There has been an interesting discussion running on /. recently about
Linux package management. I posted two comment there saying,
essentially, that the debian package system is almost there, it just
needs a few things. Some of the suggestions are just about the
interface, but a couple of things would require more information to be
kept when packages are selected, and a little more information to be
provided when packaging applications. I couldn't find any web page
for apt or deity, nor for dpkg, nor any place that listed what you
guys are planning for the future, so I thought I'd send them along in
case you hadn't heard them requested.
My postings are at:
Here they are as plain text:
I agree that uninstallation is one of the important issues in
package management. The debian package management facility
handles this pretty well; I don't know about red hat or the BSD
What debian doesn't do is keep track of which packages I selected
directly, and which were only selected because they are required
by other installed packages. This distinction is important,
because a package I didn't select directly can be removed once
the last package that depends on it is removed. I have no idea
how many packages I have installed that I don't need or want, and
there's no easy way to find out. Every so often I do a spring
cleaning, but this is time consuming and would be intimidating
for newbies. Having this handled automatically would make
uninstallation simpler and more effective.
My other complaint about dpkg is really about its front ends. I'd
like one that would do the following for me:
Show me how how many bytes I'd need to download, and how
much disk space will be consumed, if I select a
package. This should include dependent packages that aren't
already installed or selected.
Give me an easy way to choose whether to load recommended
and/or suggested packages as well as required ones, without
having to look at them all.
Detect incompatibilities before I select a package! I
sometimes select a new package, only to find that it
requires a newer version of a package, while another package
I have installed requires the old version. Sometimes I
select a package, only to discover that some of its
depencies are not available. The same goes for upgrades: I'd
like the tool to figure out for me which packages I'm going
to have to hold due to dependency conflicts, rather than
forcing me to deal with them myself.
Allow me to check out what new packages have been added and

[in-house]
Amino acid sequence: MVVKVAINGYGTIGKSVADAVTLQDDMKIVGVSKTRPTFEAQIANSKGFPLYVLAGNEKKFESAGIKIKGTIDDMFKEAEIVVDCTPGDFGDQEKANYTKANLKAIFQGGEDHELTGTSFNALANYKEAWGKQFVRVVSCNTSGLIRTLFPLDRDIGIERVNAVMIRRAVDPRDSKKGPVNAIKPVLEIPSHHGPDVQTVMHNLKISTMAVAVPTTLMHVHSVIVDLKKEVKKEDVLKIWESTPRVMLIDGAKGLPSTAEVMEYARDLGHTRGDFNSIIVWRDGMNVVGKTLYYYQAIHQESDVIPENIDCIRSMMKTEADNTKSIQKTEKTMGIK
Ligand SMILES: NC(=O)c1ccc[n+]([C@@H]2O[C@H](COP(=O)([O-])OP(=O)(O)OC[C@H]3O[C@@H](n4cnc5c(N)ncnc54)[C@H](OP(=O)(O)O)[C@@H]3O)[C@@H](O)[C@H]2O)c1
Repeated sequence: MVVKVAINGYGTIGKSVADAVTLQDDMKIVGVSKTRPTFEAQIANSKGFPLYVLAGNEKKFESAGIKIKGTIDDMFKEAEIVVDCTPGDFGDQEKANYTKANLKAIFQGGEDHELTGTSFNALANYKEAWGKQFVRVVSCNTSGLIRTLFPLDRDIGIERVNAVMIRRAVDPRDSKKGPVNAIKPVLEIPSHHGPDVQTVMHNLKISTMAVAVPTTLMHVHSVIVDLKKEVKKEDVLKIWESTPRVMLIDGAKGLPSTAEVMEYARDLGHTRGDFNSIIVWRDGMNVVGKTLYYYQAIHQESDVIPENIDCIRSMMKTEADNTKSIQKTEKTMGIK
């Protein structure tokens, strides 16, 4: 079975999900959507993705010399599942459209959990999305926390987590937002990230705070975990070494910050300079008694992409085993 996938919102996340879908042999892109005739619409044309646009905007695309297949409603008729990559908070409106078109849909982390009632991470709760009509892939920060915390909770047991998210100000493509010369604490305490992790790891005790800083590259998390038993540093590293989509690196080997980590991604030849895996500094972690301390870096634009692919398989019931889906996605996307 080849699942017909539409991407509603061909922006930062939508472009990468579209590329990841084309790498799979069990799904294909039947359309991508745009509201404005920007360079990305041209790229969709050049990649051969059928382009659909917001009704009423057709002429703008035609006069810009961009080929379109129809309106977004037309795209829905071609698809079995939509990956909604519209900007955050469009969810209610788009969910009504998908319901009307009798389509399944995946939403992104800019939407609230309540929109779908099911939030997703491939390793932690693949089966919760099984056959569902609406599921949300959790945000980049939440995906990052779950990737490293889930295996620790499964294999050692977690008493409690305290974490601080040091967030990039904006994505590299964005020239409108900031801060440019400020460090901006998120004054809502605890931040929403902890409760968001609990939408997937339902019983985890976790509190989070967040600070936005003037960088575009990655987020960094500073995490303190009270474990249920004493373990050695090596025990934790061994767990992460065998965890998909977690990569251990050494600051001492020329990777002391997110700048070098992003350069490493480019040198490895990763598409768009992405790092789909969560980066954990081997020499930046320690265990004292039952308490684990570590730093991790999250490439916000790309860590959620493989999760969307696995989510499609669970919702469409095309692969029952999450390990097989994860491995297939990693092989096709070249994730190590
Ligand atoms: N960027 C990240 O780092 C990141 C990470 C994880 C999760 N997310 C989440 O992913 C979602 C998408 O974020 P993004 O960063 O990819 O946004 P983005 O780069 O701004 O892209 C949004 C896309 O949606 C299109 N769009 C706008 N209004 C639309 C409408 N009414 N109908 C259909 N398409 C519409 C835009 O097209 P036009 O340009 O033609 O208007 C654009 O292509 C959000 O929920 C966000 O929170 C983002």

select some of them without upgrading (only upgrading where
required by dependencies). Upgrading should be a separate
operation, which I may not want to do. I'd also like to be
able to easily select a few packages to upgrade, without
having to hold everything else. And I'd like to be offered
some summary of what's changed in a package since my current
Provide some kind of motd-like facility which users can use
to see what new packages have been installed lately, and
what new features have been added to existing pacakges. I
often see and select fun looking new packages using dselect,
but by the time I'm finished installing, I can't remember
what they were!
Provide a search facility based on keywords in package
descriptions, not just package names. It can be difficult to
find a package if you don't know its name.
I think these features would make debian's package facility quite
efficient and friendly, even for newbies and people using the
[ The context was a complaint that removing a package left behind lots
of user config files. ]
> Would you prefer that the package manager erased
> [user config directories for removed applications] for
> you? I think not.
No, removing a pacakge shouldn't remove any user's files, but it
would make sense for each user to get a pop up dialog when they
log in telling them that they have config files for uninstalled
packages, and offering to remove them. It should explain what's
happened and what the ramifications of removing the config files
are. In addition to "yes, blow them away" and "no, keep them
around", there should also be an "ask me again next time" option.
I wouldn't think such a facility would be difficult to add to,
say, debian's package facility. Of course, there's not much
chance of removing config files which users have chosen their own
names and locations for.
Peter Schachte I think their attitude right now is that,
mailto:email@example.com.OZ.AU because [Microsoft are] a computer
http://www.cs.mu.oz.au/~schachte/ company, ... they're beyond quality
Phone: +61 3 8344 9166 control.
Fax: +61 3 9348 1184 -- Harvey Levine